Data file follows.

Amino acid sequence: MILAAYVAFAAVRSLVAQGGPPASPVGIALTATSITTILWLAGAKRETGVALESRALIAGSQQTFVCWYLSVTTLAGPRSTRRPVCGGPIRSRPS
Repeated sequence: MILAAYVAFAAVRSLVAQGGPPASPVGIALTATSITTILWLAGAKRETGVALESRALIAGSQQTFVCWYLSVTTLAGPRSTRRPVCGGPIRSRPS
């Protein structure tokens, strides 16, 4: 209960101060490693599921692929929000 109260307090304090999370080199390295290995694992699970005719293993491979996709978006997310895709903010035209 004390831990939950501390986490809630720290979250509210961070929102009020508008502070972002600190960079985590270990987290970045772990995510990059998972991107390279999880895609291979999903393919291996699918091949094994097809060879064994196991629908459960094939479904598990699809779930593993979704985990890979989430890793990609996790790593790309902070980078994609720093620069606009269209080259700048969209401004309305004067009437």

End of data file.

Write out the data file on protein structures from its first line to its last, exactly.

Amino acid sequence: MILAAYVAFAAVRSLVAQGGPPASPVGIALTATSITTILWLAGAKRETGVALESRALIAGSQQTFVCWYLSVTTLAGPRSTRRPVCGGPIRSRPS
Repeated sequence: MILAAYVAFAAVRSLVAQGGPPASPVGIALTATSITTILWLAGAKRETGVALESRALIAGSQQTFVCWYLSVTTLAGPRSTRRPVCGGPIRSRPS
């Protein structure tokens, strides 16, 4: 209960101060490693599921692929929000 109260307090304090999370080199390295290995694992699970005719293993491979996709978006997310895709903010035209 004390831990939950501390986490809630720290979250509210961070929102009020508008502070972002600190960079985590270990987290970045772990995510990059998972991107390279999880895609291979999903393919291996699918091949094994097809060879064994196991629908459960094939479904598990699809779930593993979704985990890979989430890793990609996790790593790309902070980078994609720093620069606009269209080259700048969209401004309305004067009437």